Having a Great Expat Experience

Being an expat for a year is a little different than moving one’s entire life to a new country for an indeterminate amount of time. It’s undoubtedly much easier. However, I think I packed a good attitude about living in a new place which also made our year easier than it might have been.

This entry in the WSJ Expat Blog lists 5 Steps to a Successful Expat Experience which I read about a month ago, and I was happy to see that I had actually already incorporated these steps into our experience.

IMG_5314     1. Drop any pretenses about how things ought to be. Even though Switzerland is not as different from the US as, say, India is, I was still very happy that I had read about the culture before I moved so that I could be prepared. I knew to keep to myself when out and about. I knew about sharing a laundry facility with neighbors, and to not play my violin too early or late, or during lunch. I knew to follow the rules about trash and riding the public transportation.

Being home, I am constantly amazed at how friendly complete strangers are. When we went through customs and immigration in Chicago, the helpfulness of the people who work there stood out.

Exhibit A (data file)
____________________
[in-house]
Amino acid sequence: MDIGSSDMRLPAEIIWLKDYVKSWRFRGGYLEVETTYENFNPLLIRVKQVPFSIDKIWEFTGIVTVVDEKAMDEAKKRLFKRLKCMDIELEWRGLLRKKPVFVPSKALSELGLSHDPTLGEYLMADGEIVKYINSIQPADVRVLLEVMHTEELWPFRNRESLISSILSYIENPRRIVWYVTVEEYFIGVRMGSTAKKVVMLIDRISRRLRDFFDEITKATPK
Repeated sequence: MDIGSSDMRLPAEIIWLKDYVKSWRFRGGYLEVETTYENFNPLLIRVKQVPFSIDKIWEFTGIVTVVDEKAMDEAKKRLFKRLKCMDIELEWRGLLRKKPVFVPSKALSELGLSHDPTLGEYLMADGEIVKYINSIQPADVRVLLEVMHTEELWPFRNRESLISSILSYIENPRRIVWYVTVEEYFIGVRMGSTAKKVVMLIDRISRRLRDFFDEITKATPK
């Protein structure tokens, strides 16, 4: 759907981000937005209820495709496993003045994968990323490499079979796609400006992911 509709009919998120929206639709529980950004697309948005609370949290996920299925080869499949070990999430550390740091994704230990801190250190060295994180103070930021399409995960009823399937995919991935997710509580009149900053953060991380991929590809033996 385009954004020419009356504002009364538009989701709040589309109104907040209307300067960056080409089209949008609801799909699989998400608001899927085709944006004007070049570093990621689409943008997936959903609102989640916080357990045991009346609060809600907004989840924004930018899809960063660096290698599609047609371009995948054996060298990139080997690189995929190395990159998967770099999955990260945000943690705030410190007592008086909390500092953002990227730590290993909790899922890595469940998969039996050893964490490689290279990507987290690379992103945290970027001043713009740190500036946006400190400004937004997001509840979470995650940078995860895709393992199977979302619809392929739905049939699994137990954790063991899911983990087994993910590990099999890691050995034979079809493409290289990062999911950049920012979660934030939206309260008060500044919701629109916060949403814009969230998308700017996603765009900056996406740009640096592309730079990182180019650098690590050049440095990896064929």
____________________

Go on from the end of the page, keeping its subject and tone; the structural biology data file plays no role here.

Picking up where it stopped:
1. Get busy and reach out. This was probably the most important thing for me. I am so glad that I not only joined the American Women’s Club of Zurich, but even more glad to have been part of the Orchestra which gave me Swiss friends and music to practice.
  2. Go local. Yes, I bought local food and went without a real burrito for a year. This was easy to do since I knew when I would be coming home. I discovered new recipes using ingredients I could find in my local Coop, and now I will be making them here, too. I’m sure they’ll taste different.
  3. Write a blog. Check.
  4. Laugh often. Well, that’s just part of my personality. I usually laughed most in the privacy of my own flat.

I would add two more. Don’t take anything personally. The Swiss are quick to tell you what they think. Like when I said that we were going to see the Matterhorn as a day trip, a Swiss friend said, “you can’t do that.” It’s not the Swiss way to go across the country and back in one day, even if the train ride was under 3 hours. We enjoyed our day trip and I just let her comment go.

Also, learn the local language. Even though I don’t speak Swiss German, being able to (mostly) communicate in the language made a world of difference in our year.

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